Taking aspirin is linked to a 26% increased risk of heart failure, according to new research. The other factors linked to it include obesity, smoking, diabetes, high blood pressure, high cholesterol, and cardiovascular disease.

"This is the first study to report that among individuals with at least one risk factor for heart failure, those taking aspirin were more likely to subsequently develop the condition than those not using the medication," study author Blerim Mujaj of the University of Freiburg, Germany, said.

"While the findings require confirmation, they do indicate that the potential link between aspirin and heart failure needs to be clarified."

The research included 30,827 people at risk of heart failure who were enrolled in the HOMAGE study in Western Europe and the U.S.

At the beginning of the study, all of the participants were over 40 years old and had no signs of heart failure. At the time of enrollment, individuals' aspirin consumption was recorded, and they were divided into two groups: users and non-users. Participants were tracked for the first time they developed fatal or non-fatal heart failure that necessitated hospitalization.

The role of aspirin on heart failure is debatable. The goal of this study was to see how it relates to heart failure incidence in those with and without heart disease, as well as to see if taking the medicine is linked to a new heart failure diagnosis in those who are at risk.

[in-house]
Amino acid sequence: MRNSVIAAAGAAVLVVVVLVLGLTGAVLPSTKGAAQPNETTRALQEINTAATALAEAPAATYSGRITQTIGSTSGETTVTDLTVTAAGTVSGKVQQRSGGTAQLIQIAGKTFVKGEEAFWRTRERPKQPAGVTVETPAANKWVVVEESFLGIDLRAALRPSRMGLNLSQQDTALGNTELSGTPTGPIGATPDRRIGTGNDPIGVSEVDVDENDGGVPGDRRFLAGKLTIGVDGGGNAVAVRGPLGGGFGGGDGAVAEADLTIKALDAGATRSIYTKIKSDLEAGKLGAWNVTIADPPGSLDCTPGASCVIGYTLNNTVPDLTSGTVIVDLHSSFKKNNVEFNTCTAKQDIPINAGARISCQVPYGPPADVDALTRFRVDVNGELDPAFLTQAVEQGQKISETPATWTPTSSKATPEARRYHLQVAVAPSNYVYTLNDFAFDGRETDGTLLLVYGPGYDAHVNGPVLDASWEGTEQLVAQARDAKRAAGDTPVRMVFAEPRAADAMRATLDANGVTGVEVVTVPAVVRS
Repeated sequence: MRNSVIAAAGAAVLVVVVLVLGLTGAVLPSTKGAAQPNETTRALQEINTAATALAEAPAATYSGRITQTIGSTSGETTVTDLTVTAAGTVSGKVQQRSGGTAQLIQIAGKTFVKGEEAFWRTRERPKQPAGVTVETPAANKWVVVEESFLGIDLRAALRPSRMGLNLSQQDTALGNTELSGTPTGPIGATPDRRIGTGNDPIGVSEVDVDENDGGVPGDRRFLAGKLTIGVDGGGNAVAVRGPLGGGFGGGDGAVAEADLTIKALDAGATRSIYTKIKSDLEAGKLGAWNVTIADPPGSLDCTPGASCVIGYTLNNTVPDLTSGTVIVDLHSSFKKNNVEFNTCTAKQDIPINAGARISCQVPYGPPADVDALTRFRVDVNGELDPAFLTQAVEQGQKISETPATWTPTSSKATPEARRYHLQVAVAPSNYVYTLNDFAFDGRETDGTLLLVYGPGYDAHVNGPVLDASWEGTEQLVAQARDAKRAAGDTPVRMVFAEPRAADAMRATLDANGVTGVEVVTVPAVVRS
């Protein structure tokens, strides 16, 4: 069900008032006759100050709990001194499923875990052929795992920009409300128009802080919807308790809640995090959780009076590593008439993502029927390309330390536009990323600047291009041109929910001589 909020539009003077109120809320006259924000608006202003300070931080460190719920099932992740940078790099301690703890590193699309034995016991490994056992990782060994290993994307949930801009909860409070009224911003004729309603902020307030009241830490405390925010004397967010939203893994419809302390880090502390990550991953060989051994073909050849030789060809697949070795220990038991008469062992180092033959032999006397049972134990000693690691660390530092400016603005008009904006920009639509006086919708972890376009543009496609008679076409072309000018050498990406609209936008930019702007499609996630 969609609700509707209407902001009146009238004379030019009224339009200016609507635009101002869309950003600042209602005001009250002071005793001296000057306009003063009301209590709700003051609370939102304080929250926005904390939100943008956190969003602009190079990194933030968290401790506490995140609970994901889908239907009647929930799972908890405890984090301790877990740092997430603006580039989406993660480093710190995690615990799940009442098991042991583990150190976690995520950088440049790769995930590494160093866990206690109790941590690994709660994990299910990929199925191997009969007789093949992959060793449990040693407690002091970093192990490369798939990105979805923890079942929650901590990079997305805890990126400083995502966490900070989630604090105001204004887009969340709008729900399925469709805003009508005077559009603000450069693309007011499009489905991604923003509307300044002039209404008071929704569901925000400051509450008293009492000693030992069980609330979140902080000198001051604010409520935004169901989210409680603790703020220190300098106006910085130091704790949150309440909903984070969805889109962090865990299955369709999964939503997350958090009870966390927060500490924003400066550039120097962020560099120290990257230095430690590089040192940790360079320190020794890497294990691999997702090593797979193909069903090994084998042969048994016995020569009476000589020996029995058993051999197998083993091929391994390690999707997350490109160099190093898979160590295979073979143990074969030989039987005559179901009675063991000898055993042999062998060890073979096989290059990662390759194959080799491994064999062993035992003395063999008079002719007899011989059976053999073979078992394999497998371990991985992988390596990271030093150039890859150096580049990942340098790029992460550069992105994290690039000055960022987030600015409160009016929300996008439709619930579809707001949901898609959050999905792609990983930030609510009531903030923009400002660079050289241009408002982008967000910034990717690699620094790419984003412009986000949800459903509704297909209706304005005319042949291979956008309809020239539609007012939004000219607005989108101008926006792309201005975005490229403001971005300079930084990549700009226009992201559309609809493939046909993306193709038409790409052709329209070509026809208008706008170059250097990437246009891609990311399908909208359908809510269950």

After adjusting for sex, age, BMI, smoking, alcohol use, blood pressure, heart rate, blood cholesterol, creatinine, hypertension, diabetes, cardiovascular disease, and treatment with renin-angiotensin-aldosterone-system inhibitors, calcium channel blockers, diuretics, beta-blockers, and lipid-lowering drugs, the researchers looked at the link between aspirin use and incident heart failure.

Taking aspirin was found to be linked to a 26% increased risk of a new heart failure diagnosis.

The researchers repeated the analysis after comparing aspirin users and non-users for heart failure risk factors to ensure the consistency of the findings. Aspirin was linked to a 26% increased risk of a new heart failure diagnosis in this matched analysis. The analysis was performed after eliminating people with a history of cardiovascular illness to double-check the results.

Aspirin use was associated with a 27% increased risk of incident heart failure in 22,690 participants (74% of whom were free of cardiovascular disease).

The study concluded that large multinational randomised studies in adults at risk of heart failure are needed to confirm these findings. Until then, their results suggest that aspirin should be used with caution in people who have heart failure or who have risk factors for it.

The findings of this research have been published in the ESC Heart Failure Journal.